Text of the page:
Antipsychotic medication puts elderly dementia patients at higher risk of death.
Unfortunately, the upsetting stereotype of the overmedicated and dazed nursing home resident is too often true for institutionalized elders across the nation. This can be caused by prescriptions for antipsychotic medications like Seroquil, Haldol, Thorazine, Abilify, Risperdal, Zyprexa and others, which have been approved by the federal government to treat schizophrenia and bipolar disorder.
However, these drugs are being given to elderly nursing home residents with Alzheimer's disease and other kinds of dementia for related symptoms like behavior problems, poor memory or confusion, despite specific label warnings ordered by the Food and Drug Administration. Based on scientific studies and other evidence, the agency requires that the labels warn that these drugs can be particularly dangerous for those with "dementia-related psychosis" by putting them at higher risk of death.
According to the FDA website, these deaths usually seem to be related to heart problems or infections such as pneumonia. The FDA first put medical professionals on notice of this elevated risk in 2005, but it is still legal for a doctor to prescribe a drug for uses not officially approved.
Patient advocates assert that before an antipsychotic is used, less intrusive treatments for dementia symptoms should be tried like behavioral therapy, redirection and anti-stress techniques. People with dementia face frightening loss of memory and inability to communicate their needs and feelings, to say nothing of finding themselves institutionalized with unfamiliar people. Therapeutic, nonchemical ways to help them transition may lessen symptoms without powerful medications with dangerous side effects.
Nursing homes and similar institutions are heavily regulated by federal and state laws. Patients have the legal right to refuse treatment and physicians have the duty to tell patients of significant or dangerous side effects of prescribed medication so that the patients can make informed consent. If an elderly patient is not able to make medical decisions for him or herself because of cognitive impairment, his or her legal guardian or conservator, legal representative, health care agent or involved family members should be consulted for substitute informed consent to treatment on the patient's behalf.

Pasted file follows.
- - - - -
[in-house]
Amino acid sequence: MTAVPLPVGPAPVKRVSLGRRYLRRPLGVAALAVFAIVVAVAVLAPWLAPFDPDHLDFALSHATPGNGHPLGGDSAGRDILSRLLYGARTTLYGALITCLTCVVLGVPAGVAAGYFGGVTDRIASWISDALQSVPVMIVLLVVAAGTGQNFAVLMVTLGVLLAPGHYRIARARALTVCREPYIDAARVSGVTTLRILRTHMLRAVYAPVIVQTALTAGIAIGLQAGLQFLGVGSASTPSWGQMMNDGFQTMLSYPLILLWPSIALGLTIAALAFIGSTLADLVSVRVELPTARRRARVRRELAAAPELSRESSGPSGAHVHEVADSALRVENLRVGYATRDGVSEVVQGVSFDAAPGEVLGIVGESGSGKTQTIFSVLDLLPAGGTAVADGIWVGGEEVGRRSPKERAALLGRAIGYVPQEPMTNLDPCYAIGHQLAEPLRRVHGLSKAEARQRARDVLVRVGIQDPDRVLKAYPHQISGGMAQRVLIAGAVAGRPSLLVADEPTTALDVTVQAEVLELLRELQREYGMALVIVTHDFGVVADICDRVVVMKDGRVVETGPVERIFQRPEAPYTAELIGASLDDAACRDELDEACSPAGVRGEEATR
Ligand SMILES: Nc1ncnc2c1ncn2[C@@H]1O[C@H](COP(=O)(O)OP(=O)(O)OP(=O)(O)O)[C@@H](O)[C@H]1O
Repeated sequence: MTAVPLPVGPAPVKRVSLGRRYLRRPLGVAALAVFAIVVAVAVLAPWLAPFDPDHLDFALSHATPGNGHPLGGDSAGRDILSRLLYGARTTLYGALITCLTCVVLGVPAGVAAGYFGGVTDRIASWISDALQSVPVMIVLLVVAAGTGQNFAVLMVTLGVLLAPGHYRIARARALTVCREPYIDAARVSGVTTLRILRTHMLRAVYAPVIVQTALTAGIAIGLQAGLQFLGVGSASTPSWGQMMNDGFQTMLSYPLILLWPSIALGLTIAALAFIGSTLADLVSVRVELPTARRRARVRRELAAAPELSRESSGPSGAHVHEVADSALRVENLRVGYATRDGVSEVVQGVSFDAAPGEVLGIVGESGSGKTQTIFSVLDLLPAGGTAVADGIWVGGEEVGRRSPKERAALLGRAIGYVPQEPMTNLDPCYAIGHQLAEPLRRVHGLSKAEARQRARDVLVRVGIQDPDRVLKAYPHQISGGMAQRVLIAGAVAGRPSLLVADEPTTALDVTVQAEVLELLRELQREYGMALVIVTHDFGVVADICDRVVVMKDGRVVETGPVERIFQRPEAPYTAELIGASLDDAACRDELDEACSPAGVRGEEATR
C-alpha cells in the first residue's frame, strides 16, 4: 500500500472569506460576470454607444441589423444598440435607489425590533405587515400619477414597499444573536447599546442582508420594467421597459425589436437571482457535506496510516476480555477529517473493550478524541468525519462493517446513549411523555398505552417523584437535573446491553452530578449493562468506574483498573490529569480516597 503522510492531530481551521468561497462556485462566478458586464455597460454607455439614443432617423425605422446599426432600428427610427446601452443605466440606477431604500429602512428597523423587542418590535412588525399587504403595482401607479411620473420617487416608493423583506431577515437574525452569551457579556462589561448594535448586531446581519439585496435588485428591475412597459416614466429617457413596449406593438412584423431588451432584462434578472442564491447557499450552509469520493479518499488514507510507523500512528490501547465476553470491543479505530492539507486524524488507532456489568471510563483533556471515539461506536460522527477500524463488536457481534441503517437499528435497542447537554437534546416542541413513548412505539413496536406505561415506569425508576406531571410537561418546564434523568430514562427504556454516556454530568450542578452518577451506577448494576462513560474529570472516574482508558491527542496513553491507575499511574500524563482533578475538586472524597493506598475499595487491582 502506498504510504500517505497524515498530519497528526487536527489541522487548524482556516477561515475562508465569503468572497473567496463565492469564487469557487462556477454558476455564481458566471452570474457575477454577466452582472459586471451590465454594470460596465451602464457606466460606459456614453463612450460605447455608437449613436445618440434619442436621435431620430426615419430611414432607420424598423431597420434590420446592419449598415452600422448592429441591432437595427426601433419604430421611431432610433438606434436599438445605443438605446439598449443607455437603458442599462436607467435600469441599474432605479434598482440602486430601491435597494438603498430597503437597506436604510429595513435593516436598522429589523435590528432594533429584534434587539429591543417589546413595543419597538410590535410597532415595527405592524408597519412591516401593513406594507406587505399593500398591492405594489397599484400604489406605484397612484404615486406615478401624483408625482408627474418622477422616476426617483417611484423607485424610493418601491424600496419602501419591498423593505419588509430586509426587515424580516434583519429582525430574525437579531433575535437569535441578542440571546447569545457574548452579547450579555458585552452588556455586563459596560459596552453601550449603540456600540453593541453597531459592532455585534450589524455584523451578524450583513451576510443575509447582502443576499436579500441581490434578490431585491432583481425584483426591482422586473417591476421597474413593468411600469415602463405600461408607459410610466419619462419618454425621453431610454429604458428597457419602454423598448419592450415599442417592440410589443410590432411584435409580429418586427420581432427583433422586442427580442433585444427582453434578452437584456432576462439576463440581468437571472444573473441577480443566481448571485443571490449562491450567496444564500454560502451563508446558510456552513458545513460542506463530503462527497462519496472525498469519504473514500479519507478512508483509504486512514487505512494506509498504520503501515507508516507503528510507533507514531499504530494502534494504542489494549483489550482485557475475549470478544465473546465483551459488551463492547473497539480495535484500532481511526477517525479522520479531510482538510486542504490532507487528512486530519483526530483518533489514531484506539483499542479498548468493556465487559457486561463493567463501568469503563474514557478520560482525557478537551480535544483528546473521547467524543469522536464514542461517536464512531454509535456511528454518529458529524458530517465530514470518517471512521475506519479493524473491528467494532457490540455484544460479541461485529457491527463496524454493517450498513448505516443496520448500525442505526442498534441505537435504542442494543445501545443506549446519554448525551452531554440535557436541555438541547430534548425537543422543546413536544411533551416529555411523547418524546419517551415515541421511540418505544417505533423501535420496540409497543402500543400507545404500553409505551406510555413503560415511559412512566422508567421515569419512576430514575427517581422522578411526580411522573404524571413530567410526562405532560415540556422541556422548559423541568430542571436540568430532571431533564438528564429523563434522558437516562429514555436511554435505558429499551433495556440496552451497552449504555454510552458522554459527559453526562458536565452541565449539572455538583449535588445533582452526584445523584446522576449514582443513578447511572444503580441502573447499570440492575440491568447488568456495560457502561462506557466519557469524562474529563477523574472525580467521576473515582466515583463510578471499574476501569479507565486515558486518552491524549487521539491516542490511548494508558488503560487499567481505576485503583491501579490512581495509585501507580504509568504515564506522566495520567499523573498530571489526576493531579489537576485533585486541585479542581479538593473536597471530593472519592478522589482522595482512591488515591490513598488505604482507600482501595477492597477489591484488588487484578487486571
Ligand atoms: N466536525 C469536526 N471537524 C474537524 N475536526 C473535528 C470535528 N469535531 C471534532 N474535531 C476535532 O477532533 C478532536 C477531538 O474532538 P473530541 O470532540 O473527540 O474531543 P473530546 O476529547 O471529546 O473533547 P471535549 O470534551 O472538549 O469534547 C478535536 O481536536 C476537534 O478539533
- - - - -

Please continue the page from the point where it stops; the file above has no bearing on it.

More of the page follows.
Patients also have the right to be informed when significant treatment changes are needed. Stories in the media tell of patients receiving antipsychotic medications without the patients, legal representatives or family members even being told, much less being able to exercise informed consent after understanding the pros and cons of these drugs.
Patients also have the right to be free of chemical restraint, meaning that powerful drugs should not be prescribed to sedate patients for the convenience of staff or because understaffing makes less restrictive alternatives impossible.
Recently class action lawsuits have been filed in California against individual nursing homes and associated medical providers for their use of antipsychotic drugs to treat elderly patients with dementia without first obtaining fully informed consent. According to media reports, one such case settled and another is pending.
If you are disturbed by the drugs being prescribed to your loved one in a nursing home or if your family member has suffered serious injury or death as a result, speak with a personal injury attorney immediately to understand the legal remedies available. The elder abuse law firm of Brayton Purcell LLP with offices in the San Francisco Bay area, Los Angeles, Portland and Salt Lake City represents these clients across the country.
Keywords: antipsychotic medication, elderly, dementia, patient, risk, death, elder abuse, overuse, nursing home, overmedicate, drug, label warning, FDA, side effect, physician, duty, informed consent, treatment, chemical restraint, less restrictive alternative